in′sekt, n. a word loosely used for a small creature, as a wasp or fly, with a body as if cut in the middle, or divided into sections: (zool.) an arthropod, usually winged in adult life, breathing air by means of tracheæ, and having frequently a metamorphosis in the life-history.—adj. like an insect: small: mean.—ns. Insectār′ium, a place where a collection of living insects is kept; Insec′ticide, act of killing insects.—adjs. Insec′tiform, Insec′tile, having the nature of an insect.—ns. Insec′tifuge, a substance which protects against insects; Insec′tion, an incision; In′sect-net, a light hand-net for catching insects; In′sect-pow′der, a dry powder used for stupefying and killing fleas and other insects, an insecticide or insectifuge. [Fr.,—L. insectum, pa.p. of insecāre—in, into, secāre, to cut.]
A type of living organism.
Insects are beautiful to watch.
Submitted by MaryC on February 13, 2020
Song lyrics by insect -- Explore a large variety of song lyrics performed by insect on the Lyrics.com website.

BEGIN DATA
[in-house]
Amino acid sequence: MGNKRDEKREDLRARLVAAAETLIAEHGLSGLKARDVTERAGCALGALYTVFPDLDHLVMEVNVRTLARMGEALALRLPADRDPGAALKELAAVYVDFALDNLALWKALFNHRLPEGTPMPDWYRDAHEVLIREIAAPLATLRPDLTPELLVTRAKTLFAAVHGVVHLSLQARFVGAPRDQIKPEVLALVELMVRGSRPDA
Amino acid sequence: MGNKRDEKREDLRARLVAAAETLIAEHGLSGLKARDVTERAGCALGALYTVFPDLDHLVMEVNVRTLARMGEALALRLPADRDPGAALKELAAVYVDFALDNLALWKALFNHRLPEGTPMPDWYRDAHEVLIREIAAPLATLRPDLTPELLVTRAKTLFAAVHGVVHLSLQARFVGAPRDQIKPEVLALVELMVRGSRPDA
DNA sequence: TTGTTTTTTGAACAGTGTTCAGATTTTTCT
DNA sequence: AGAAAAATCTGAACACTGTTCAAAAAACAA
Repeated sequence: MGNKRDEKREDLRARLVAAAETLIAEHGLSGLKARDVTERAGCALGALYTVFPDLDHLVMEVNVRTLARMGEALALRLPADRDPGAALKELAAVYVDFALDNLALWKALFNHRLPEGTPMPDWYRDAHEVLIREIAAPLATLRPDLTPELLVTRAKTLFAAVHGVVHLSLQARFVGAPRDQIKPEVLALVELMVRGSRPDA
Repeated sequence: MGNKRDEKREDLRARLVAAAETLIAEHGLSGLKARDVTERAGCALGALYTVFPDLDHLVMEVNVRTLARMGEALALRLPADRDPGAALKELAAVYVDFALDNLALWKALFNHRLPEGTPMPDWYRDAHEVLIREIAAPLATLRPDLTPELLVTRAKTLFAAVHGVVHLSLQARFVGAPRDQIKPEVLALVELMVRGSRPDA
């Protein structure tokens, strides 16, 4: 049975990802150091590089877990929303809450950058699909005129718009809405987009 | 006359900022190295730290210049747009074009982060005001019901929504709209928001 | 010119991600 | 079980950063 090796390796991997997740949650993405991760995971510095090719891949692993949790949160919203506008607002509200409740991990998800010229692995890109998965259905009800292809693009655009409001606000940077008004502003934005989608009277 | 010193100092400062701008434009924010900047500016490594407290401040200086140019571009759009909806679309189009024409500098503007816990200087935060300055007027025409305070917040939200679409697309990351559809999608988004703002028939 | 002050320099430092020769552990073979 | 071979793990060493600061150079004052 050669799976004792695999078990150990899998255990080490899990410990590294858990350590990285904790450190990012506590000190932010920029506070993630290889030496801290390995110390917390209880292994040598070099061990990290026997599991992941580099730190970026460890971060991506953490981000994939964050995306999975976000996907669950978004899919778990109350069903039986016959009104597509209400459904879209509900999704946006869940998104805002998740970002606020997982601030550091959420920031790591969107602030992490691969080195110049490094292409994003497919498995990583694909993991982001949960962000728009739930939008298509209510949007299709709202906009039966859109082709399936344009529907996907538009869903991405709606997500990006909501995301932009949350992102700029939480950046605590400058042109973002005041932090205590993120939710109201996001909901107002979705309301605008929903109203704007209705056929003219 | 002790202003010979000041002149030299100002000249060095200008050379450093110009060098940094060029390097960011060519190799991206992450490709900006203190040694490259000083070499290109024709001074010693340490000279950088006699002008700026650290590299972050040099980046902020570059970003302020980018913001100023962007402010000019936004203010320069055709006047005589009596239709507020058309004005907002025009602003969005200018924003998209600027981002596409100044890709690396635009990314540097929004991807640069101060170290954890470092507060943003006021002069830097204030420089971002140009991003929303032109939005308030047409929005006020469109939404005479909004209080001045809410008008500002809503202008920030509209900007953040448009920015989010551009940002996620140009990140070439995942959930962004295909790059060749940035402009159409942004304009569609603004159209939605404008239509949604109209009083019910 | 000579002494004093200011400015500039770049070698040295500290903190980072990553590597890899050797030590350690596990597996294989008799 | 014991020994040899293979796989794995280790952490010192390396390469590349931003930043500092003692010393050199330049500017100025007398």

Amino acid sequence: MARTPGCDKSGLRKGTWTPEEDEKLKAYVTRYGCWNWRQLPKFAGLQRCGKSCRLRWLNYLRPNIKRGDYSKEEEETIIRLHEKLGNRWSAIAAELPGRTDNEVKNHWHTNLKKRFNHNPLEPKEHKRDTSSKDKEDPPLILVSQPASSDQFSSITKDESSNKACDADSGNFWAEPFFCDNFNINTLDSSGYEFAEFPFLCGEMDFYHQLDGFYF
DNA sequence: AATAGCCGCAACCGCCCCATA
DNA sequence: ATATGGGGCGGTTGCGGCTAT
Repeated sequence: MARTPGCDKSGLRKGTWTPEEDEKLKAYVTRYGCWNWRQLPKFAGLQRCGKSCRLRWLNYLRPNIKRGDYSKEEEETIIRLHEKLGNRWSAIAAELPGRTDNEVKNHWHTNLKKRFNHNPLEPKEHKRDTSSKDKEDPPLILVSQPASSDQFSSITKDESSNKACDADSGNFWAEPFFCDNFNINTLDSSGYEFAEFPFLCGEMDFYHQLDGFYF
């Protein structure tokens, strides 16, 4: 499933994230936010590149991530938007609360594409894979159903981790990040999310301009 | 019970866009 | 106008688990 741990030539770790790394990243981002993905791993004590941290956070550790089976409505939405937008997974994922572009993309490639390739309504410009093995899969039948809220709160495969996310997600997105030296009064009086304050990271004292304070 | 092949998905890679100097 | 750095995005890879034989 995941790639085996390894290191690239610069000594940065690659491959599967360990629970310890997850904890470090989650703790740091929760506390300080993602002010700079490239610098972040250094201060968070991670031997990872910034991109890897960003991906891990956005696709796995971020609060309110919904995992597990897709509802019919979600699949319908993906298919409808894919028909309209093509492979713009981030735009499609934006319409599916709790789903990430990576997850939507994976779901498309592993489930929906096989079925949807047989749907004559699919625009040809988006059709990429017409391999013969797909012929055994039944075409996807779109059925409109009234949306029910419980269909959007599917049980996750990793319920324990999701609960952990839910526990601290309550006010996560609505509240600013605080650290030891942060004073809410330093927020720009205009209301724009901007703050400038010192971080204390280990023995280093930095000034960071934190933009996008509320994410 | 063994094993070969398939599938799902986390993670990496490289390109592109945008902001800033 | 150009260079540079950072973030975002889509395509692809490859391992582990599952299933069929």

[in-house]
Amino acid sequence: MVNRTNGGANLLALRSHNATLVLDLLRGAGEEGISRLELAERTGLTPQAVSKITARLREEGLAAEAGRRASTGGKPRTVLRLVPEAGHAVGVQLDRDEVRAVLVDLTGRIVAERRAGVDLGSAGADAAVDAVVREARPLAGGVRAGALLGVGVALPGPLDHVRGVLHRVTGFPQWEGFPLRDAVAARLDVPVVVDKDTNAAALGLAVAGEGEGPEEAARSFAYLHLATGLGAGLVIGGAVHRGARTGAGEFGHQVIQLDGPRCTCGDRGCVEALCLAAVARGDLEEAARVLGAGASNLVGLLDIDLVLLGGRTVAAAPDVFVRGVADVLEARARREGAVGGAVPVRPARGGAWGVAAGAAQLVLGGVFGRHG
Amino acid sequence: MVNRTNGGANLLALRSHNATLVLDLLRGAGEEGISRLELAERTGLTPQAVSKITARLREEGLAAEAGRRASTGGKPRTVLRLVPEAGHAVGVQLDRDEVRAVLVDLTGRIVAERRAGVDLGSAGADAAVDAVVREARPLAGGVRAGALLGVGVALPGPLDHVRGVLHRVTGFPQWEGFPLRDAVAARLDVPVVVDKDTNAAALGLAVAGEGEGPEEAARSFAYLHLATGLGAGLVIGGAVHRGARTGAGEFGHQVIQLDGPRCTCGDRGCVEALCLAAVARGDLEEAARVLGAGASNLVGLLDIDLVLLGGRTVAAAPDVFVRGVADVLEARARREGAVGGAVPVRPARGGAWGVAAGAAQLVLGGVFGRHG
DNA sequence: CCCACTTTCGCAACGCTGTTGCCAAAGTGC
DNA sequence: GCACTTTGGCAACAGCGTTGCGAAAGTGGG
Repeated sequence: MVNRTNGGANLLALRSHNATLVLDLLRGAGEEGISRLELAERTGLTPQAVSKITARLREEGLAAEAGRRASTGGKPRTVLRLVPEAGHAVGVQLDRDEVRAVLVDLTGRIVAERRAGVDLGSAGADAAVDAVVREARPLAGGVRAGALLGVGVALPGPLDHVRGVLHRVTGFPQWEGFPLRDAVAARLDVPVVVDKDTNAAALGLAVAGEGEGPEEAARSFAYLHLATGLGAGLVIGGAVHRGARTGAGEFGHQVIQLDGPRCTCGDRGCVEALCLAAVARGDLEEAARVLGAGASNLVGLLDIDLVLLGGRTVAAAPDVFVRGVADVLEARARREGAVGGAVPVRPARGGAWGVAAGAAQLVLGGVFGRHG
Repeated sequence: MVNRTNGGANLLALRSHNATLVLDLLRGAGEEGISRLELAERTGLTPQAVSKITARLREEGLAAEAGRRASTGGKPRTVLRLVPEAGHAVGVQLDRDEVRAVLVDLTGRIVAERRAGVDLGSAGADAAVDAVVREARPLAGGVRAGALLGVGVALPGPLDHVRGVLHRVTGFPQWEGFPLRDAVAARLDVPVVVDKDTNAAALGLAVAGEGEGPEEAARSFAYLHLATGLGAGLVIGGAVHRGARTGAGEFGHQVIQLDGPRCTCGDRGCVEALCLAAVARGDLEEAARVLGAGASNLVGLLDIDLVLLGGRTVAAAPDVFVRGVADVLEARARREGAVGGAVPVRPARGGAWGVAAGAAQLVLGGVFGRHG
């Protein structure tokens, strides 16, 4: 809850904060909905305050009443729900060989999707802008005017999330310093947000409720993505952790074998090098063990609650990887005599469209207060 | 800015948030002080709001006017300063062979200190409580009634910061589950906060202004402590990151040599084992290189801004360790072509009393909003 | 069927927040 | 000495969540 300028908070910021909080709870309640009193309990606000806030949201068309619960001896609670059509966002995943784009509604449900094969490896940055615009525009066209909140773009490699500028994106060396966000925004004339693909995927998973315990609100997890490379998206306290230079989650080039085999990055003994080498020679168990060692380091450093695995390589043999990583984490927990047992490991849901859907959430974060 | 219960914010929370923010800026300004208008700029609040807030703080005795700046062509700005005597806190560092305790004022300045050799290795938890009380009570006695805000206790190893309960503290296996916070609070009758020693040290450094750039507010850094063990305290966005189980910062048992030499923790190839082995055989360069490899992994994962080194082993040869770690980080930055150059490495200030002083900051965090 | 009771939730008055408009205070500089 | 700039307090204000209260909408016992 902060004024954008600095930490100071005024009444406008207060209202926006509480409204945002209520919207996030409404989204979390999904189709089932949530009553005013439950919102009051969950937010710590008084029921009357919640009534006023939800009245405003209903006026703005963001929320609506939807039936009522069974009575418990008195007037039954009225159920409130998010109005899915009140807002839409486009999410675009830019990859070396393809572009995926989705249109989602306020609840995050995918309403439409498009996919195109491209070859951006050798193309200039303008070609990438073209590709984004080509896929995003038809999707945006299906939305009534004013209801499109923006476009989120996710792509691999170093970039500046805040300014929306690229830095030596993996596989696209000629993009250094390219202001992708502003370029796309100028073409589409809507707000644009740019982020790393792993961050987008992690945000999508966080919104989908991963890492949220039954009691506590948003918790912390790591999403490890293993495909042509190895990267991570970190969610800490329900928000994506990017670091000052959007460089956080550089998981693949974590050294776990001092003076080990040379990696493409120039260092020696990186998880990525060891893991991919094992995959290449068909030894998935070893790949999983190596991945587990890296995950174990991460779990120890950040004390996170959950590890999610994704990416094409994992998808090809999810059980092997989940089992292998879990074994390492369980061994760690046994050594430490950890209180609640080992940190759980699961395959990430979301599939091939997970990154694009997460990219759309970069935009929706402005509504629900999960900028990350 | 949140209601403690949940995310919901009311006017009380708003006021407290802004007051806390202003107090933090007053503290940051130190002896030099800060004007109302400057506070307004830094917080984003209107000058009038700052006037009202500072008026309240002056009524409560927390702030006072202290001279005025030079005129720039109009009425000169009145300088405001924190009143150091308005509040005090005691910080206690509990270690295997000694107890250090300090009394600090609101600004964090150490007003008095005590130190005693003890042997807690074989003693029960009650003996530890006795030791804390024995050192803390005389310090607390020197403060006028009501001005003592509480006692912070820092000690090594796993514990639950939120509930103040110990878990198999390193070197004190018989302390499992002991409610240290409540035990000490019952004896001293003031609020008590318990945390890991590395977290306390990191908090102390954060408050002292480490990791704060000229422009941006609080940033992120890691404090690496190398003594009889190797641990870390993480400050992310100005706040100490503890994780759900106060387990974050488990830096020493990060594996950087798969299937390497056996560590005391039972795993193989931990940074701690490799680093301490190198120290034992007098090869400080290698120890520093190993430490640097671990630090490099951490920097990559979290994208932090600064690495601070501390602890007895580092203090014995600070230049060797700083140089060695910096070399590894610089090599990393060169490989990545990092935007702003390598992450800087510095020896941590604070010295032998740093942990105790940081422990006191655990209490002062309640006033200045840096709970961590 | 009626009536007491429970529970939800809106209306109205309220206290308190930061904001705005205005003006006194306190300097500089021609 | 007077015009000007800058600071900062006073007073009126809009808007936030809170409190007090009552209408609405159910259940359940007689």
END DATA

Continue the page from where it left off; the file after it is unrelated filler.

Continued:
Etymology and Origins
From the root seco, to cut, because this tiny species of the animal world is, as it were, cut deeply into three distinct parts: the head, thorax, and abdomen.
a member of the class Insecta strictly limited.
British National Corpus
Rank popularity for the word 'INSECT' in Nouns Frequency: #1765
Anagrams for INSECT »
The numerical value of INSECT in Chaldean Numerology is: 3
The numerical value of INSECT in Pythagorean Numerology is: 7
Examples of INSECT in a Sentence
Nature will bear the closest inspection. She invites us to lay our eye level with her smallest leaf, and take an insect view of its plain.
There are several positive things about using insect ingredients, they are more sustainable because (insects) use less land (than cattle), they are more efficient at converting feed ... and they also use less water to produce butter.
What's particularly unique about this carnivorous plant is that it traps insects near its insect-pollinated flowers, on the surface, this seems like a conflict between carnivory and pollination because you don't want to kill the insects that are helping you reproduce.